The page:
You're how old? Leveraging campus events to promote map collections | À quel point êtes-vous vieux? Exploiter les événements de campus pour promouvoir des collections de cartes
Presenter: Theresa Quill, Indiana University Bloomington
As Indiana University approaches its bicentennial in 2020, the Office of the Bicentennial has been attempting to expose university history in new ways, including focusing on "untold stories" of women and minority communities on campus. From undergraduate interns creating story maps to archeological digs and lost time capsules, many of these projects intersect with the work of the Map/GIS Librarian. This presentation will discuss strategies for integrating map collections and GIS Services into larger campus events to increase visibility and promote cartographic collections.

BTAA Geoportal: an update on collections, metadata and interface design | Le géoportail de la BTAA : mise à jour des collections, des métadonnées et de l’interface
Presenter: Nathan Piekielek, The Pennsylvania State University
Copresenters: Jaime Martindale, University of Wisconsin–Madison, Kelley O'Neil, University of Maryland
The Big Ten Academic Alliance Geoportal (geo.btaa.org) provides discovery and facilitates access to geospatial resources curated by librarians and geospatial specialists at twelve participating research institutions. Since the geoportal's initial launch in the summer of 2016, steady progress has been made to enhance discovery and access to over 5,000 geospatial datasets and scanned maps. Throughout the last year, project working groups have focused on collection development, metadata coordination, and interface design. This work has included augmenting collections and identifying content gaps, streamlining metadata workflows, and performing usability testing to help inform improvements to interface design. This presentation provides a series of updates from the working groups and will offer a look to the future as we address project growth and strategic planning efforts.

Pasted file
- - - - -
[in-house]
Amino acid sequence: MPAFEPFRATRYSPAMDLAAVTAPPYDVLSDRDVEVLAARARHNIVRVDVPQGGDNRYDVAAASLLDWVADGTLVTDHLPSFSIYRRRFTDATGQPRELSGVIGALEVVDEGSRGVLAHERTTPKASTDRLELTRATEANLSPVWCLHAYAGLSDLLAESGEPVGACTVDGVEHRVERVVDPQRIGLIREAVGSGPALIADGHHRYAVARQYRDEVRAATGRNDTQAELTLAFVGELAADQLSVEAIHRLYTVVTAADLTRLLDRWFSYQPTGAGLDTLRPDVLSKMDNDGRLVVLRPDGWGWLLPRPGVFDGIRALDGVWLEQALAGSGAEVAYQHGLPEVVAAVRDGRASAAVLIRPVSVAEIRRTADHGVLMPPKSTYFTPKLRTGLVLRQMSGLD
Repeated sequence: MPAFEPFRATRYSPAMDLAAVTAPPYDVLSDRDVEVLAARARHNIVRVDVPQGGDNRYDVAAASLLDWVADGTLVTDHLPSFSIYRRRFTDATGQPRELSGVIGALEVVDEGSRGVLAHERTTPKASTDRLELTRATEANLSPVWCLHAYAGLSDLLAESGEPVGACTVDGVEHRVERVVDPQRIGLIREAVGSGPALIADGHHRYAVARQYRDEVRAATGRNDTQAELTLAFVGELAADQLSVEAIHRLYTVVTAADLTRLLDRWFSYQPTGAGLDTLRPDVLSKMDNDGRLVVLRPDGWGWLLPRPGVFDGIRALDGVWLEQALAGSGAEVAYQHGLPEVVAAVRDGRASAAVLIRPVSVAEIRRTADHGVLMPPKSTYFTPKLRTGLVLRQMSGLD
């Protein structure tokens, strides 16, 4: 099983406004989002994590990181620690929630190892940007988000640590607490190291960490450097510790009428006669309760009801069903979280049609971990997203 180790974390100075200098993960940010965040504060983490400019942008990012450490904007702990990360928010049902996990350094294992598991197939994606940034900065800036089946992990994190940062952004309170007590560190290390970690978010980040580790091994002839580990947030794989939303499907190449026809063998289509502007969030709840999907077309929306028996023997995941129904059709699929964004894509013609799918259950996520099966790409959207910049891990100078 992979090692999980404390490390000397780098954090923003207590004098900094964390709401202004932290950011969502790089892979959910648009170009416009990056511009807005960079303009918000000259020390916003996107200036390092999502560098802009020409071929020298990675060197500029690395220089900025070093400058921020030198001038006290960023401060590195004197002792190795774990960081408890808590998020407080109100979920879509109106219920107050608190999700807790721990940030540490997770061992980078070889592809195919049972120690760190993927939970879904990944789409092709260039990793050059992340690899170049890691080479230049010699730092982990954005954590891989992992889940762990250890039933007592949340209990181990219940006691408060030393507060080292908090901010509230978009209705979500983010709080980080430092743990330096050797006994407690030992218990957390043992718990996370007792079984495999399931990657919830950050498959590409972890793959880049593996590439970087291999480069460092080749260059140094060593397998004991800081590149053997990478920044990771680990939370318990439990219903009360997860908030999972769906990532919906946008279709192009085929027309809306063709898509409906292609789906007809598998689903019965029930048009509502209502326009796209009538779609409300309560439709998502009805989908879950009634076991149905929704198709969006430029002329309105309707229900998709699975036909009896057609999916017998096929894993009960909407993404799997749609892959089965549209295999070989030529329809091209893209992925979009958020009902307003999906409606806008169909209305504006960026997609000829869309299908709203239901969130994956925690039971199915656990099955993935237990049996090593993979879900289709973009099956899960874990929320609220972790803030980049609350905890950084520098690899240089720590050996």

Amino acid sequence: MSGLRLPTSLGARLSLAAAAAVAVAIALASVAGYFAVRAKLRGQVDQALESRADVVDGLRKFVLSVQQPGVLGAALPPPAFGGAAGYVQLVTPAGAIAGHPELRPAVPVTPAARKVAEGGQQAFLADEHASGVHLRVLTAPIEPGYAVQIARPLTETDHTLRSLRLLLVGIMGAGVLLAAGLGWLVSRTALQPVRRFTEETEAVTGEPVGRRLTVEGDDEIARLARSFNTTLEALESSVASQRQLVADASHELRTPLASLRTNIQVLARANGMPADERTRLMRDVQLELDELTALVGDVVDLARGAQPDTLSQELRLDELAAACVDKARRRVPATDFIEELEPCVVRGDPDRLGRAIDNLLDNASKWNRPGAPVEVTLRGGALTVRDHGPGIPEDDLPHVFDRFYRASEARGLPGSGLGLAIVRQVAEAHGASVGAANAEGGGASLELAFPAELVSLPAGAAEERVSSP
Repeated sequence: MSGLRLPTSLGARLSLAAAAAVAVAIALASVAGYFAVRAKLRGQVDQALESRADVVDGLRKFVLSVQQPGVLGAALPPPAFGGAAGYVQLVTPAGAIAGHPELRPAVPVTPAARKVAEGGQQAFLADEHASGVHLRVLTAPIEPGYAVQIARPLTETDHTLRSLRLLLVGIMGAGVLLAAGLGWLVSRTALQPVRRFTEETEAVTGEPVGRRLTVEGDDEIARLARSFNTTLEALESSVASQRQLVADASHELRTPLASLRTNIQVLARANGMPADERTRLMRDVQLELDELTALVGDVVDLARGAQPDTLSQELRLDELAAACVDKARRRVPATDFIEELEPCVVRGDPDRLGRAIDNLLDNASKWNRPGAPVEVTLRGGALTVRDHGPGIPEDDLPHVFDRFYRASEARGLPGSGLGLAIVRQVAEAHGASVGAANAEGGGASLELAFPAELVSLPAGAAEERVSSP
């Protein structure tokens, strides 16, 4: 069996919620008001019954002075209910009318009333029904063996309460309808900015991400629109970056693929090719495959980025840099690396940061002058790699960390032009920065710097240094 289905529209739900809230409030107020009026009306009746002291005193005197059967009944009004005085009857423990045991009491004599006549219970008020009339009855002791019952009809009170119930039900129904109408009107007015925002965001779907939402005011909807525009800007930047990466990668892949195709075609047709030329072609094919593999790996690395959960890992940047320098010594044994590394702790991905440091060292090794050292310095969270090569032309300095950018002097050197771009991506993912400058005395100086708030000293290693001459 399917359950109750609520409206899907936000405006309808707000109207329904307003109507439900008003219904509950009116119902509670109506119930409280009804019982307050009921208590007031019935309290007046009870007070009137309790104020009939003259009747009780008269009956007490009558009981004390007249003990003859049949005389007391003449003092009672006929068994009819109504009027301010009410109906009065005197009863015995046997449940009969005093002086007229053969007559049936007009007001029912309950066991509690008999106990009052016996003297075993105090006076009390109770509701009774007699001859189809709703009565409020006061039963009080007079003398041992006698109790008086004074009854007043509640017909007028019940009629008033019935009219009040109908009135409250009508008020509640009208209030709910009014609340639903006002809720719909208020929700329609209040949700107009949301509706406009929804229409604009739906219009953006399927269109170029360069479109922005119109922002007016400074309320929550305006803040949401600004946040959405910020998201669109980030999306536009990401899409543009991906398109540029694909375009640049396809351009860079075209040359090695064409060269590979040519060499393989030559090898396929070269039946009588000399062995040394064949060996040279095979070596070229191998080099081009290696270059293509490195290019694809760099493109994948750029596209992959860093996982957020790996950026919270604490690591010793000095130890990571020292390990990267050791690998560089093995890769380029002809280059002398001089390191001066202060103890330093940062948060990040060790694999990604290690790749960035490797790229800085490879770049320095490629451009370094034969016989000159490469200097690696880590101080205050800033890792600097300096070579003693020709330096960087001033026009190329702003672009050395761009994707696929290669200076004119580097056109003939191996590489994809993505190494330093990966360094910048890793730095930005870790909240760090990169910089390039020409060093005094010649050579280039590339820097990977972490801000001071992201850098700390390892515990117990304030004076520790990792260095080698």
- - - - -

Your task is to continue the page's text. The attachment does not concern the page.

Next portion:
NOAA Legacy Archives, and Where You Find Them | Les anciennes archives de la NOAA, et où les trouver 
Presenter: John Cloud, NOAA Central Library
NOAA, the National Oceanic and Atmospheric Administration, was created in 1970, but it is also the oldest scientific agency in the federal government, incorporating the legacy agencies originally called the US Commission on Fish and Fisheries, the Army Weather Bureau, and—by far the oldest—the Coast Survey. Vast portions of the legacy data sets and records of these agencies are not possessed by NOAA, but are scattered across the country. My current NOAA project is to research and write a "finding aid to finding aids" to historic legacy agency materials wherever they are now found, and particularly cartographic materials. I'll present what I've found by October, with rich digital samples of the good stuff, most of which now readily available to all.


Tuesday October 10, 2017 2:00pm - 5:00pm
Salon 8, Level 4